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Canada and Norway's Equinor reach accord on big offshore oil find

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Canada and Norway's Equinor reach accord on big offshore oil find
A file photo of a Norwegian oil platform. Photo: Tore Meek / NTB scanpix
08:42 CEST+02:00
Authorities in Canada's easternmost province said Thursday they had reached a tentative agreement with Norwegian oil giant Equinor to develop a major oil field discovered off Newfoundland in the North Atlantic.

The province has agreed with the petroleum company, the former Statoil, to acquire a 10 percent share in the planned exploration of the oil field in the Bay du Nord, 500 kilometers (300 miles) northeast of capital city Saint John's, said Dwight Ball, premier of Newfoundland and Labrador Province.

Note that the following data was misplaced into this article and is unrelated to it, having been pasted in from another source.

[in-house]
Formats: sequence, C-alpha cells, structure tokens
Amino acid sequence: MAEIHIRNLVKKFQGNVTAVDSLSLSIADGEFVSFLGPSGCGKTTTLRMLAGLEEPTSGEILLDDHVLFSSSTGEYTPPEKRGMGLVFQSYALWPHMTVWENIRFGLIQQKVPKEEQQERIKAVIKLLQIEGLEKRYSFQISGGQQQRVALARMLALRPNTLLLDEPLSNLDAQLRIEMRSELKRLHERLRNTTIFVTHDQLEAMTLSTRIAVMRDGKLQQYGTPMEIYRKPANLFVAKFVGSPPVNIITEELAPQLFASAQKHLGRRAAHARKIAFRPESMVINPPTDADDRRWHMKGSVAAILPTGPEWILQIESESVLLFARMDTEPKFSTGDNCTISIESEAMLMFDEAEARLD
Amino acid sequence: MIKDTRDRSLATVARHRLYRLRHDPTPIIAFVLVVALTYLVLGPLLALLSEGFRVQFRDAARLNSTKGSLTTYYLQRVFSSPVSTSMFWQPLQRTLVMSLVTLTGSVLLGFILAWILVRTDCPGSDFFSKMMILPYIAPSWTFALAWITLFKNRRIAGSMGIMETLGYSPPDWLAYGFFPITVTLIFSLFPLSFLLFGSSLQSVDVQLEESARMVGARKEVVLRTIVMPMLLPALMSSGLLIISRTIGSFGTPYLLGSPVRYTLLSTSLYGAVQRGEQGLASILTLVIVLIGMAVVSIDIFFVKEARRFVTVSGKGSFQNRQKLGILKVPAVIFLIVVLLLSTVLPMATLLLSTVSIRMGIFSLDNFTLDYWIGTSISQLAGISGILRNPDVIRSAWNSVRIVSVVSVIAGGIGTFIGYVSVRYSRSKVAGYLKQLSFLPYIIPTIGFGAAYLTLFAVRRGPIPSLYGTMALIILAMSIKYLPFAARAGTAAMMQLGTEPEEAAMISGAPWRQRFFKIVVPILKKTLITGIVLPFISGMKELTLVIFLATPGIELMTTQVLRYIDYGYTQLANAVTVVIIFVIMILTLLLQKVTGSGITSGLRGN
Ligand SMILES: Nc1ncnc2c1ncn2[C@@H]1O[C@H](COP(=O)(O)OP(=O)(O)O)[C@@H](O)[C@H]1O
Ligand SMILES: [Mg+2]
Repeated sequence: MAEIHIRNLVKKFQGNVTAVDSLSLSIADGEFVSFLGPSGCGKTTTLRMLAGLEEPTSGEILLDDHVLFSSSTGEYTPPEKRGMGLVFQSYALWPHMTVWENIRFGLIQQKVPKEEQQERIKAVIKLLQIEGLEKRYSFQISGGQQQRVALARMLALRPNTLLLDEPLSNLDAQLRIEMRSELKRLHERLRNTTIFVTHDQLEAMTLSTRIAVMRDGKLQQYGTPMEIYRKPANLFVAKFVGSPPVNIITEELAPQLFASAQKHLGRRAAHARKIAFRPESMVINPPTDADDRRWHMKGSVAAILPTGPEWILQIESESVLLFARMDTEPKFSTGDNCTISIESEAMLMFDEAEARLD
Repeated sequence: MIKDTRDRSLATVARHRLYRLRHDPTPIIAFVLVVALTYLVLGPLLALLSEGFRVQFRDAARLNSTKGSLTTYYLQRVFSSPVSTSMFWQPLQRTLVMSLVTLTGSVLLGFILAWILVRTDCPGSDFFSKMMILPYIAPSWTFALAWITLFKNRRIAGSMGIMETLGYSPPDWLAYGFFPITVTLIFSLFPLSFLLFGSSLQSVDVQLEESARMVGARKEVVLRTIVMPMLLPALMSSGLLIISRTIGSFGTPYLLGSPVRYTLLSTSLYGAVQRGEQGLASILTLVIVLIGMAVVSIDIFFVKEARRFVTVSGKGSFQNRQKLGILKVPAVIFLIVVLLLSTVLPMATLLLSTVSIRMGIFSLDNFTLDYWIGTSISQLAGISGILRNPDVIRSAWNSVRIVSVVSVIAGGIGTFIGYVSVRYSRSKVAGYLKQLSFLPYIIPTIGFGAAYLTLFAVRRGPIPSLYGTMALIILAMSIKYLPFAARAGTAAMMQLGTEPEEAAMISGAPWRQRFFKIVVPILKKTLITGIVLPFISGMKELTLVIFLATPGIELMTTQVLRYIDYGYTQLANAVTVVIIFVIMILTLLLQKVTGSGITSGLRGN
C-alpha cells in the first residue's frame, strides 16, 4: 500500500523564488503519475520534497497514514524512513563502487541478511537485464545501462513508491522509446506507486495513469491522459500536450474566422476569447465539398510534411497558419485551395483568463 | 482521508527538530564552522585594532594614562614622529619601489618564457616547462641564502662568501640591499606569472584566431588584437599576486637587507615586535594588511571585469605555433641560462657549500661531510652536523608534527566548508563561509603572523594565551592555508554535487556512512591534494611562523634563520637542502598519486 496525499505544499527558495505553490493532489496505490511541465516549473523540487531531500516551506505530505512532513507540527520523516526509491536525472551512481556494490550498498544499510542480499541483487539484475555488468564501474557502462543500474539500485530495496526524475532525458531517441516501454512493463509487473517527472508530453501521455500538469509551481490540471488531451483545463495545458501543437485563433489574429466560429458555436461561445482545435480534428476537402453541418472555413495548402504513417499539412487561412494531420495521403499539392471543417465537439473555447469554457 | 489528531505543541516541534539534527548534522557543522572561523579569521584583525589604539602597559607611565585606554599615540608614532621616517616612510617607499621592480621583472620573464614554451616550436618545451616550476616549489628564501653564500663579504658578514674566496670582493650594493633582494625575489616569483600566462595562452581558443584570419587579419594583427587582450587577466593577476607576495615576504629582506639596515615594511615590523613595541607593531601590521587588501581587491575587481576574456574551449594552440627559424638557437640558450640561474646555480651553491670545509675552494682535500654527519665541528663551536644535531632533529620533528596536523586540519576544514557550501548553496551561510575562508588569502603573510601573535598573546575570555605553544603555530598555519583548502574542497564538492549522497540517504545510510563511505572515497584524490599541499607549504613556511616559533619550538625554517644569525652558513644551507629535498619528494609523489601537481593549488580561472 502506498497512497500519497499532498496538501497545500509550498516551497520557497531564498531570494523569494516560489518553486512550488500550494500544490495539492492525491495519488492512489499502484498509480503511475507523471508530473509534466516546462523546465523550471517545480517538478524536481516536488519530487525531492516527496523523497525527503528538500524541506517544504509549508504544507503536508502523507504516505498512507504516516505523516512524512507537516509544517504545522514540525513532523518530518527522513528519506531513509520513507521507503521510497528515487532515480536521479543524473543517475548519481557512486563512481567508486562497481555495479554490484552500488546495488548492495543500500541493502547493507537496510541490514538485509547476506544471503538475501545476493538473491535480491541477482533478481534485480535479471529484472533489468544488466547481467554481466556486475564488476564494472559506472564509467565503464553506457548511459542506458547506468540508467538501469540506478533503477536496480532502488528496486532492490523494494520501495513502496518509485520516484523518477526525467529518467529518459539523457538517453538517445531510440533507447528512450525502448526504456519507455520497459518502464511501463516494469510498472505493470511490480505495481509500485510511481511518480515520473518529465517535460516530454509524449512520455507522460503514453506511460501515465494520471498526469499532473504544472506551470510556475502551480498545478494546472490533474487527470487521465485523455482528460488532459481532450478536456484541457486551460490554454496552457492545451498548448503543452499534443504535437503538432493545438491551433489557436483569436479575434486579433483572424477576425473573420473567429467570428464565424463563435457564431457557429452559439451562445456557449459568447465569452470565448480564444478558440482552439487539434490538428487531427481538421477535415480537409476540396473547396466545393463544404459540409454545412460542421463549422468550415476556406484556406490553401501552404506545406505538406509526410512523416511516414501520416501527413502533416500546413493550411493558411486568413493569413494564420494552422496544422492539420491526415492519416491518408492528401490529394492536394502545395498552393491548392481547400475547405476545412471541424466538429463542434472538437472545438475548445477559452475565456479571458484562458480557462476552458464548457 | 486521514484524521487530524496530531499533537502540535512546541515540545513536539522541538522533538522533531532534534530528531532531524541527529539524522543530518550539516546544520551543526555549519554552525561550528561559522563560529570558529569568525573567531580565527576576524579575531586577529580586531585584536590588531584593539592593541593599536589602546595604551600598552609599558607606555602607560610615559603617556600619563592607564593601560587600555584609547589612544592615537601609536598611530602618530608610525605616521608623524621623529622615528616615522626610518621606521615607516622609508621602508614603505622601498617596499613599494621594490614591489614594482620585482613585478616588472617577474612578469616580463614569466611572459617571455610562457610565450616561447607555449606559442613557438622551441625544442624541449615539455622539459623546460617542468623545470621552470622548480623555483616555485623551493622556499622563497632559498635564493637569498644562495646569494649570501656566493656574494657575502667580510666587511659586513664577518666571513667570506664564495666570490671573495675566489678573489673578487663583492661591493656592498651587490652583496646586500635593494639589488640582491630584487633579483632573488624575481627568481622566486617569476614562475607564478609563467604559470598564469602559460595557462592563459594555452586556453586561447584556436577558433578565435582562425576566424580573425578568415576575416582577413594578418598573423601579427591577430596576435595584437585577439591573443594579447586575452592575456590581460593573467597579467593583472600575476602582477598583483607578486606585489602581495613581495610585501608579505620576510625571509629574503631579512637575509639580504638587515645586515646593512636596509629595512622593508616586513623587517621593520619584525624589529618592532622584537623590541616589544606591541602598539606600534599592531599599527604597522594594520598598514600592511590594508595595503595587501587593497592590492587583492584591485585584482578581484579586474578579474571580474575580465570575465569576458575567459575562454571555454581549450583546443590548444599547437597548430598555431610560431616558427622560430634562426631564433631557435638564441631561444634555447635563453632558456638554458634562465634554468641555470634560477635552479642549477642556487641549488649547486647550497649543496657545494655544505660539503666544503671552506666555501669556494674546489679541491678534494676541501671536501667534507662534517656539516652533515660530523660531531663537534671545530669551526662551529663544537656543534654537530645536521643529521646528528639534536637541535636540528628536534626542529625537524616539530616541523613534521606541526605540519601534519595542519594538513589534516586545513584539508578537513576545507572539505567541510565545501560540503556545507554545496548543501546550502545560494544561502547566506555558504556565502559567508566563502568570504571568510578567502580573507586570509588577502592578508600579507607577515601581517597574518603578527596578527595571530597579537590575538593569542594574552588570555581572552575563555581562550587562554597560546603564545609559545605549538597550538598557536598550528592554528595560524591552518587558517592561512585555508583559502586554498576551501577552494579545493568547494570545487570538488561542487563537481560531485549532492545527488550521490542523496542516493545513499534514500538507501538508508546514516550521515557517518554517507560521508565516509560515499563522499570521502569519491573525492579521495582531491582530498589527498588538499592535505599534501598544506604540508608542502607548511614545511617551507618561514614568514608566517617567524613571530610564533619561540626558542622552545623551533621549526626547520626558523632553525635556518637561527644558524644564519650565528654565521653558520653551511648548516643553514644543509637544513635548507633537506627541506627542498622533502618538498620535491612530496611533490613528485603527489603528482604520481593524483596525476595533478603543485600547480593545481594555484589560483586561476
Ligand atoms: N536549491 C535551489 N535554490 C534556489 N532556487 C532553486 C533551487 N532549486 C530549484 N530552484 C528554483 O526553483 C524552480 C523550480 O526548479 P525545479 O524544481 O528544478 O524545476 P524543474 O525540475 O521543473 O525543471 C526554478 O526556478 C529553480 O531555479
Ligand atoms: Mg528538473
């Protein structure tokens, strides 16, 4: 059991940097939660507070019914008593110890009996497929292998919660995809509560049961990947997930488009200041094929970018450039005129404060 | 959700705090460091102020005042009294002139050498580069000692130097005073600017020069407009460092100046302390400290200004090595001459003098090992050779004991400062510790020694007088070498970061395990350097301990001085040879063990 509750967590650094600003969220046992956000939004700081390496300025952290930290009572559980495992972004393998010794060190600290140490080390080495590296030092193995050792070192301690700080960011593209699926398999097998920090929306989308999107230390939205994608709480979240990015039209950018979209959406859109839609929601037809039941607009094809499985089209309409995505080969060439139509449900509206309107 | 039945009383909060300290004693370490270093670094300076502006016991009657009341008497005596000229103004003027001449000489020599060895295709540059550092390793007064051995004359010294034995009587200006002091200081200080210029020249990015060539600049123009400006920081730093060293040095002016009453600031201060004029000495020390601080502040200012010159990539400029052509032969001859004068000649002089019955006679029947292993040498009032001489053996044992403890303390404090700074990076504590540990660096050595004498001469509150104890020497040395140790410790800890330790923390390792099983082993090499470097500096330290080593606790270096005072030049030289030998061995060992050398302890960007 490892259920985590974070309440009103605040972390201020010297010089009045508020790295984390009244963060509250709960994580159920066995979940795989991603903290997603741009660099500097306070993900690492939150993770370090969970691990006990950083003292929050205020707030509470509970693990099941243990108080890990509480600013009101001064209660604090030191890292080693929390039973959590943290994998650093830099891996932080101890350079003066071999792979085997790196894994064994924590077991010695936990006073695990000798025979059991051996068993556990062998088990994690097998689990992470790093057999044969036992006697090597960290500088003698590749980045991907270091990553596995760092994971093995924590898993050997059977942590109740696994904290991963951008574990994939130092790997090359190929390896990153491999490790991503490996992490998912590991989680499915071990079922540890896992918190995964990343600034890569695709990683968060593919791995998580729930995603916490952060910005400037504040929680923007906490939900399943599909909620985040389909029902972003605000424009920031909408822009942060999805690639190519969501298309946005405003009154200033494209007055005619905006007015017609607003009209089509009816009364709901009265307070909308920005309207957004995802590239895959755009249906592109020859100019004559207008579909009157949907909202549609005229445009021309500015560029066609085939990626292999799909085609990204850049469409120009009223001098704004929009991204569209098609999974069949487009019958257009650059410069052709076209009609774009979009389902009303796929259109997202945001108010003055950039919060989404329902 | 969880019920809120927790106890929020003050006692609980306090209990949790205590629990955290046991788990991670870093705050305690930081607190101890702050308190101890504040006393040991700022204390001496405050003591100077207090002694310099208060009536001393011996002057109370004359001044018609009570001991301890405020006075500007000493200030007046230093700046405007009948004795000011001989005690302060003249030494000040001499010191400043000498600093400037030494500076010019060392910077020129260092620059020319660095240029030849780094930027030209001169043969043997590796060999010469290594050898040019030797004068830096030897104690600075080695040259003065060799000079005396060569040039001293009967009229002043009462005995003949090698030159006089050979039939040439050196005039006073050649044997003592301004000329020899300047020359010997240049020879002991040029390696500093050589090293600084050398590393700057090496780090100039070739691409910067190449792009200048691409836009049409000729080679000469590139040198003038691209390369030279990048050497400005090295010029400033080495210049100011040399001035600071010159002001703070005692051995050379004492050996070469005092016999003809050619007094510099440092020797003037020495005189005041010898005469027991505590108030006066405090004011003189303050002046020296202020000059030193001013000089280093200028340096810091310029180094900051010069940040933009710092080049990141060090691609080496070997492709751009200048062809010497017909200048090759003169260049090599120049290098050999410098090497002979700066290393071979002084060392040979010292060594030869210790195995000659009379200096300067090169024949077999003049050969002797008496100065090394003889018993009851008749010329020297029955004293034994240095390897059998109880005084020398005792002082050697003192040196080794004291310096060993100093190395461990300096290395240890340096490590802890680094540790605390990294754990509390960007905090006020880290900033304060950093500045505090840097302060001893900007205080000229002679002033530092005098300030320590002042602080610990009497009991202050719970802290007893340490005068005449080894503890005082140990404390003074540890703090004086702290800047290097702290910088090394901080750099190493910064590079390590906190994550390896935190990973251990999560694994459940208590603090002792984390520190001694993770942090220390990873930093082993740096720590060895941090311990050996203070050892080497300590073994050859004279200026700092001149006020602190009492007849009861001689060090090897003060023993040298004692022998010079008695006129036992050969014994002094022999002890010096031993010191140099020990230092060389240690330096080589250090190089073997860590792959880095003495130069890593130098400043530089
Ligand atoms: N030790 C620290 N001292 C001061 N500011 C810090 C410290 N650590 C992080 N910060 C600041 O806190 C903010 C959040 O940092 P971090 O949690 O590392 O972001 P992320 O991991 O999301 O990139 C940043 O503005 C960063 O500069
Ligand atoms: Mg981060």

The field is estimated to contain at least 300 million barrels of oil, lying some 1,200 meters (3,900 feet) below the ocean's surface. Plans call for the first deep-water platform in eastern Canada, officials said.

Exploratory work is set to begin in 2020, with the first oil production expected in 2025.

"This framework agreement provides important clarity and stability (for) Equinor and our partner Husky Energy," said Unni Fjær, vice president of Equinor's Canadian subsidiary.

According to official estimates, the Bay du Nord project will cost Can$6.8 billion ($5.2 billion) while generating some Can$3.5 billion in revenues for Newfoundland, through taxes and royalties.

Statoil, Equinor's predecessor, had announced in 2013 the discovery of oil in the Flemish Pass Basin, a relatively little-explored geological formation within the Bay du Nord.

Three years later the Norwegian company announced that the oil field contained exploitable reserves totalling between 300 million and 600 million barrels.

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